After I pass away, will my assets still go to my children if my partner re-marries?

Having worked with numerous clients on wills and guardianship cases, Nas Hanafi is familiar with the particulars of these legal situations and knows what steps need to be taken so that clients can successfully pass on their material possessions to the intended recipients.

Drafting a Will might not always represent the client’s intentions completely, so it is essential to work with a professional solicitor who can cater for the needs of the Will’s author and the intended beneficiaries.

A common example is when a married beneficiary mentioned in the Will receives assets, but then he or she passes away after the testator. In this case, the surviving spouse may be able to receive the assets. Should the surviving spouse get married again, then the new partner of the surviving spouse could receive the assets before the grandchildren do. This might not be what the initial testator had in mind!

An effective way of preventing such situations from occurring is by implementing a testamentary trust into the Will. With this trust, you can seek to ensure that, after you pass away, your assets will go exclusively to your children and grandchildren, without including their spouses or their spouses’ new partners. Nas Hanafi has successfully implemented many testamentary trusts and can offer you professional guidance in this regard.

To contact Nas Hanafi from Lion Legal, please call (02) 9251 2722.

What are the types of Assault?

Assault can fall into the following three categories: assault, common assault and assault occasioning actual bodily harm (ABH).

Common assault prosecuted by indictment

Should someone commit an assault on any person, he or she can be convicted and sentenced for up to 2 years imprisonment, even if the person did not suffer from any actual bodily harm as a result of the attack.

The description of ABH, as well as its legal repercussions and penalties are governed by Section 59 of the Crimes Act of 1900.


Assault causing actual bodily harm

1) Should someone commit assault on anyone and thus cause ABH can be convicted and sentenced to up to five years imprisonment;

2) An individual will be found guilty of this offence if this individual causes the actual bodily harm in subsection (1) accompanied by one or more other persons can sentenced for up to seven years imprisonment.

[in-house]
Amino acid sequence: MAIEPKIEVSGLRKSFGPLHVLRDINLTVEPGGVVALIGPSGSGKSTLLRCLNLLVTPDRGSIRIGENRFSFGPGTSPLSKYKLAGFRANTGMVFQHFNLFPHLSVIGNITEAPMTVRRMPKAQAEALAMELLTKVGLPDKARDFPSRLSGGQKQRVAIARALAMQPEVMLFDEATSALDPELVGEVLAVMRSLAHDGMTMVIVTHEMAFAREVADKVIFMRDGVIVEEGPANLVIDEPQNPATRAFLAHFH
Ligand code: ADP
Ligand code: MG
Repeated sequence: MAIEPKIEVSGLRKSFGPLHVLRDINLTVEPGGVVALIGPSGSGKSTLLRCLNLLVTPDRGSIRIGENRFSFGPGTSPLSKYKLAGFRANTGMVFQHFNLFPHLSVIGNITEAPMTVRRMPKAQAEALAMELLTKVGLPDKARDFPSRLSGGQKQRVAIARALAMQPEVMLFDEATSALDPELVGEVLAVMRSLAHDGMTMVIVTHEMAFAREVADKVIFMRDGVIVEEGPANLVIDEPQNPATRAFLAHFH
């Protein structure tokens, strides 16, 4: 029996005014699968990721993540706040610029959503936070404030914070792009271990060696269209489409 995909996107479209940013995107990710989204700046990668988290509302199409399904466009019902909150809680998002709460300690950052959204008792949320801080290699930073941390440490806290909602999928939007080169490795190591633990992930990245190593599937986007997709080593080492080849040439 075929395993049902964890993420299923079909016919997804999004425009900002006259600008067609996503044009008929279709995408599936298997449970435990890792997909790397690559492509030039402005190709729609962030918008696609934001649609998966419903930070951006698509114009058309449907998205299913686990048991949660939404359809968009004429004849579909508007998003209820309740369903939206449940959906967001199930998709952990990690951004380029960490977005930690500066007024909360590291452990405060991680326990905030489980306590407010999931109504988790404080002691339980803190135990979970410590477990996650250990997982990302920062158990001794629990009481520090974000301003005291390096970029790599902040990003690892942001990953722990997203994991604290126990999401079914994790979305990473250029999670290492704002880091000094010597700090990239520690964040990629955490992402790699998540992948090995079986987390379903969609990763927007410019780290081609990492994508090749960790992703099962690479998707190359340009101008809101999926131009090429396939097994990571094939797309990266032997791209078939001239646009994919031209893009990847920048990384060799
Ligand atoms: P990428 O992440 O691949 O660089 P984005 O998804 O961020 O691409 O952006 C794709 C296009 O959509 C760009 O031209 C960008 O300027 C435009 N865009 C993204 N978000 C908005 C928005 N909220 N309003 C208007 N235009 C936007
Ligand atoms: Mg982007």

Passing away without a will. What does this mean for your spouse?

Every year, many individuals have passed away without a Will i.e. “Interstate” – a legal term where an individual who has passed away without a Will.

On intestacy, a ‘spouse’ is entitled to the personal effects of the deceased, a statutory legacy and one-half remainder (if any) of the estate: Succession Act 2006 (NSW) s 113. The deceased’s children share equally in the remaining half of the residual of the estate.

To be considered as a ‘spouse’, you must fall under the definition of ‘spouse’ in s 104 of the Succession Act 2006 (NSW).

A statutory legacy consists of the CPI adjusted legacy. The CPI adjusted legacy is to be determined by the following formula:

Consumer Price Index number for the last quarter

CPI adjusted legacy =        __________________________________________                x $350,000

Consumer Price Index number for the December 2005 quarter



If the estate is not sufficient, then the statutory legacy will abate to what is the remainder from the estate.

The spouse’s statutory legacy makes it clear that the spouse has priority in the intestacy laws.


If the superannuation falls within the statutory legacy it may not be available for of distribution. It depends on the terms of the superannuation fund and what instructions the deceased may have provided. The super fund’s trustee may be able to shed some light on this.

There is no guarantee that making an application to the superannuation fund will result in you receiving a share of the deceased superannuation. The trustee of a super fund generally has discretion as to distribution in the absence of a nomination by the deceased. However, by making an application to the superannuation fund you place yourself in a better position to receive a share if one is forthcoming.


If you have any questions or require any information in relation to the above, please feel free to give Nas (Nasir) Hanafi from Lion Legal a call on (02) 9251 2722.

Which other documents are considered part of a will?

In some circumstances, a party might claim that the will of the deceased is not the only relevant legal document that represents the deceased’s intentions. Nas Hanafi explains what documents New South Wales legislation accepts as valid additions to the will.

According to Section 8 of the Succession Act 2006, the Court can change the way in which a Will is interpreted. This may happen under the following circumstances:

1.  When the legal document

a) represents the intentions of the deceased; but

b) was not executed or was executed incorrectly; and

2. The document encompasses:

a) the will of the deceased person – if the Court agrees that the deceased wanted to write their will, or

b) a change in the will of the deceased – if the Court agrees that the deceased wanted to make a modification to their will, or

c) a complete or partial cancellation of the will – if the Court agrees that the deceased wanted to make a complete or partial cancellation to their will.


When reaching a conclusion under subsection (2), the Court is allowed to consider several other aspects aside from the document:

a) any proof that refers to the means by which the document was put into effect; and

b) any proof that refers to the directives of the deceased person, including proof of declarations of the deceased person.

For more information on the above-mentioned situation, you can contact Nas Hanafi of Lion Legal on (02) 9251 2722.